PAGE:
Peerless skies: Another week in Trimley St. Martin during lockdown


When is the last time you saw more than one vapour trail stretched across the skies? The air is clear and bright inside and out, as I was putting together this week’s Blog.  One of my correspondents, Paul R. sent me an image of flights coming into and out of, the U.K. and  I reproduce it  below:

“…this is a screenshot showing the number of aircraft flying over or into the UK midday on 5th May 2020. Courtesy of ‘Normally’ there would be 10 times as many. For example, flights into Heathrow are normally 600 per day – now 60.”

 Nothing over East Anglia and the nearest aircraft nearly a hundred  miles away.  At the same time, car sales have fallen to their lowest levels since 1946 according to an article in The Guardian[1] on 5th May 2020  and whilst this is  economically undesirable, the  air around us  is perhaps closer to  the cleanliness levels of  the  immediate  post  war era  than at any other time.  This may be considered the upside of our lives at a time when all the ordinary disasters we cope with in ‘normal’ times, become almost impossible under current constraints.

Facebook concerns on the Trimley page this week included:

Public Information, including Waste Collection and Citizens Advice; Planning issues; Internet connectivity; Takeaway outlets including Bombay Nites and Fish and Chips; Coronavirus  information; Historical images; local  nature images; Felixstowe Nub News; Felixstowe Book Festival cancellation; rescue  chickens ; how to cut hair at home.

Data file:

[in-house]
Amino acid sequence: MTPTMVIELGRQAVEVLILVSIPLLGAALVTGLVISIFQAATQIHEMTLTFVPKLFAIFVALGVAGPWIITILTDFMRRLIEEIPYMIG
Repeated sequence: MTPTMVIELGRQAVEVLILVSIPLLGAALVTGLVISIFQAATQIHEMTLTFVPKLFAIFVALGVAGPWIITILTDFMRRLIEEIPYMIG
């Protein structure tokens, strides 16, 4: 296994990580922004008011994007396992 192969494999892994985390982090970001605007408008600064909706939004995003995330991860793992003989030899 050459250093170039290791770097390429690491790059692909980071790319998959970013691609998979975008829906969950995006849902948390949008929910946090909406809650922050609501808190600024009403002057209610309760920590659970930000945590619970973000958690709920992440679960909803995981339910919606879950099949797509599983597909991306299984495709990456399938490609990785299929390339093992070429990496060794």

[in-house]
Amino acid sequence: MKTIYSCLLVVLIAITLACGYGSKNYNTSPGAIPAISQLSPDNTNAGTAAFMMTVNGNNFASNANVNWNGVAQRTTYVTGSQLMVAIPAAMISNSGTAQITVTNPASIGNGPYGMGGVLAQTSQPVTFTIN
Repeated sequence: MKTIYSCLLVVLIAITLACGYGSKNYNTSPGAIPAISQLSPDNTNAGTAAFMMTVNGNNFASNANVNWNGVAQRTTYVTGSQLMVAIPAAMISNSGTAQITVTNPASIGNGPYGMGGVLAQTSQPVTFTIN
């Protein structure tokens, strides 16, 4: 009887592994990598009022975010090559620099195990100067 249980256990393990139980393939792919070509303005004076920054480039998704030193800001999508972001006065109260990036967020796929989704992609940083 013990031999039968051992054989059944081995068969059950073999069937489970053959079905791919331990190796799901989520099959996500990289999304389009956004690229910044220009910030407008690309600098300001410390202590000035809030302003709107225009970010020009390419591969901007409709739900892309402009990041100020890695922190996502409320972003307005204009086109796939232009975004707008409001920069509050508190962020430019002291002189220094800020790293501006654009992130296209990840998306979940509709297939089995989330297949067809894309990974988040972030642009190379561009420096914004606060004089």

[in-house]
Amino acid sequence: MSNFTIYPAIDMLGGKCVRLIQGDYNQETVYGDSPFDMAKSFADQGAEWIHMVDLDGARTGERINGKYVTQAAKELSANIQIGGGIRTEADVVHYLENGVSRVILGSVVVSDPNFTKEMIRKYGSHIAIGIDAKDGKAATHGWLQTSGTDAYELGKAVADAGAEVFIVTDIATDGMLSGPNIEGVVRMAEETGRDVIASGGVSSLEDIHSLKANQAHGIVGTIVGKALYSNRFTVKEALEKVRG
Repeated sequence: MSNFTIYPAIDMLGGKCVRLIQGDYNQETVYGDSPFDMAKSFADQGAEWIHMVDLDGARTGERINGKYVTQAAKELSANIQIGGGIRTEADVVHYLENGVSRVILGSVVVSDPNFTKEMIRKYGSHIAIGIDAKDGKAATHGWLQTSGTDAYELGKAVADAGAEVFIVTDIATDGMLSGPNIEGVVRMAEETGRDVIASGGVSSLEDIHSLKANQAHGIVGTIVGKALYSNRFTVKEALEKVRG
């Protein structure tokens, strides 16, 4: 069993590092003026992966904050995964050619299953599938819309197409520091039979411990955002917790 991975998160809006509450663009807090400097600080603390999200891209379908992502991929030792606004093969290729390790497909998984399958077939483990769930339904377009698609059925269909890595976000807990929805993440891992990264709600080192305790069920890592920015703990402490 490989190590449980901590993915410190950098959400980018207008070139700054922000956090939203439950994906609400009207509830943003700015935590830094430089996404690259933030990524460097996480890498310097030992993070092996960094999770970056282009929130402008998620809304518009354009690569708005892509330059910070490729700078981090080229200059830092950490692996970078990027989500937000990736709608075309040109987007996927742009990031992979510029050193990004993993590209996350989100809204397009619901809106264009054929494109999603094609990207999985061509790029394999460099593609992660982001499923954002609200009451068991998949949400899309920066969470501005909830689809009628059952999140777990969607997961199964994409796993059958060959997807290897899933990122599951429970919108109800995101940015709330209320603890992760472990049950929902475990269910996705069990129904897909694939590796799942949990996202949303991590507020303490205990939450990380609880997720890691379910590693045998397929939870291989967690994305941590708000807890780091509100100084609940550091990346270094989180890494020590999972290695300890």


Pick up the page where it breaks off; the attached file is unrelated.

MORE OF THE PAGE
Sandra Abbott


Sandra Snows Photo courtesy of Sandra Abbott

April 28, what a delight to wake up to refreshing rain, so needed for the farmland as well as our own gardens.

Today sees me completing the PPE, 12 cotton reels later! Clifford now has his jigsaw reinstated from the spare room!

Wednesday 29th, yeast being another commodity that’s hard to come by, I am experimenting with sour dough. A friend had left the starter and instructions on the doorstep so after first proving, off we went for our health walk. What a joy! We were on Morston Hall track and heard our first cuckoo. To add to the delight, as I waved to a goods train, the response was not only a poop poop, but also a wave and a thumbs up! Jubilantly back home to second proving of sour dough. Then in the oven on an already heated tray for 30 mins. When going to check in the kitchen, I was greeted by plumes of smoke. Opened the oven and thought the loaf had burnt. I discovered, I had inadvertently put the oven mat, on which the hot tray stood, in the oven too! Loaf looked a little crisp on the outside, but once crusts were removed it was quite edible!

Thursday 30. We put the crusts out to see if the birds might like crisp sour bread….our friendly Phizzy Pheasant seemed to really enjoy the feast!

Friday May 1 We remark how everywhere looks so green and fresh after the rain and are amazed how much growth the pea crop, to the left of Thorpe Lane, has put on in a few days.